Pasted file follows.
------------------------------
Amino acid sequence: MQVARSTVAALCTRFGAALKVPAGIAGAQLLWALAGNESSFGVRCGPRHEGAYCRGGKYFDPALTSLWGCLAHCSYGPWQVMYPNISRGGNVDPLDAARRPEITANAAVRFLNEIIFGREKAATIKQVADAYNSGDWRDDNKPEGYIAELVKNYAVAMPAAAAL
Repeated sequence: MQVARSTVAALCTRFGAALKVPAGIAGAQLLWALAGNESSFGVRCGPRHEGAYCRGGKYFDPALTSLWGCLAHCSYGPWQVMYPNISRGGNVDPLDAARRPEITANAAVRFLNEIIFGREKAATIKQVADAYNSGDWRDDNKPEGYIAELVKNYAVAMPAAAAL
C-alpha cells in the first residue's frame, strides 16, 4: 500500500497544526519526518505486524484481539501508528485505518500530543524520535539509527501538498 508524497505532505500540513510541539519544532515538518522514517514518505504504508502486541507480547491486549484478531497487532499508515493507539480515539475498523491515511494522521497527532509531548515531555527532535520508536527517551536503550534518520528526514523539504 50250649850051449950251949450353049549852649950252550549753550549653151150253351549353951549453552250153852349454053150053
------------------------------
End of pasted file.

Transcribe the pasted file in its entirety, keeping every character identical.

Amino acid sequence: MQVARSTVAALCTRFGAALKVPAGIAGAQLLWALAGNESSFGVRCGPRHEGAYCRGGKYFDPALTSLWGCLAHCSYGPWQVMYPNISRGGNVDPLDAARRPEITANAAVRFLNEIIFGREKAATIKQVADAYNSGDWRDDNKPEGYIAELVKNYAVAMPAAAAL
Repeated sequence: MQVARSTVAALCTRFGAALKVPAGIAGAQLLWALAGNESSFGVRCGPRHEGAYCRGGKYFDPALTSLWGCLAHCSYGPWQVMYPNISRGGNVDPLDAARRPEITANAAVRFLNEIIFGREKAATIKQVADAYNSGDWRDDNKPEGYIAELVKNYAVAMPAAAAL
C-alpha cells in the first residue's frame, strides 16, 4: 500500500497544526519526518505486524484481539501508528485505518500530543524520535539509527501538498 508524497505532505500540513510541539519544532515538518522514517514518505504504508502486541507480547491486549484478531497487532499508515493507539480515539475498523491515511494522521497527532509531548515531555527532535520508536527517551536503550534518520528526514523539504 50250649850051449950251949450353049549852649950252550549753550549653151150253351549353951549453552250153852349454053150053